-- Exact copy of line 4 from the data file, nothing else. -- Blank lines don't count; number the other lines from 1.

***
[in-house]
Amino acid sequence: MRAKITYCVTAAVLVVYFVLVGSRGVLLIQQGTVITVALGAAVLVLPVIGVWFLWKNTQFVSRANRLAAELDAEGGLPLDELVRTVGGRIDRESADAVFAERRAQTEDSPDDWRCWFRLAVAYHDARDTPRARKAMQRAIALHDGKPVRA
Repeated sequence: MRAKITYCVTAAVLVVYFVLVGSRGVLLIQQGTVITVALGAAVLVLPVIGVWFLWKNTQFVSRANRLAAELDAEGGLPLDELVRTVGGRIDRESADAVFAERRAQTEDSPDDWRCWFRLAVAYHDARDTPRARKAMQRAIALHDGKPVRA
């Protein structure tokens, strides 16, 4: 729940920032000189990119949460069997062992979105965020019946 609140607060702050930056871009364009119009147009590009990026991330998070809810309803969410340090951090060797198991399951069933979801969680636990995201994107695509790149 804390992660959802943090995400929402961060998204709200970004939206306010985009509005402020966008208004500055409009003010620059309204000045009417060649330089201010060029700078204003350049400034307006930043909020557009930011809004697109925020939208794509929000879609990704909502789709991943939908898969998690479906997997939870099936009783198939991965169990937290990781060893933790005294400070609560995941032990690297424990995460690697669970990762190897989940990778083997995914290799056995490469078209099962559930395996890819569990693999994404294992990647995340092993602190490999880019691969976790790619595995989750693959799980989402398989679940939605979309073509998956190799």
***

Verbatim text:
């Protein structure tokens, strides 16, 4: 729940920032000189990119949460069997062992979105965020019946 609140607060702050930056871009364009119009147009590009990026991330998070809810309803969410340090951090060797198991399951069933979801969680636990995201994107695509790149 804390992660959802943090995400929402961060998204709200970004939206306010985009509005402020966008208004500055409009003010620059309204000045009417060649330089201010060029700078204003350049400034307006930043909020557009930011809004697109925020939208794509929000879609990704909502789709991943939908898969998690479906997997939870099936009783198939991965169990937290990781060893933790005294400070609560995941032990690297424990995460690697669970990762190897989940990778083997995914290799056995490469078209099962559930395996890819569990693999994404294992990647995340092993602190490999880019691969976790790619595995989750693959799980989402398989679940939605979309073509998956190799």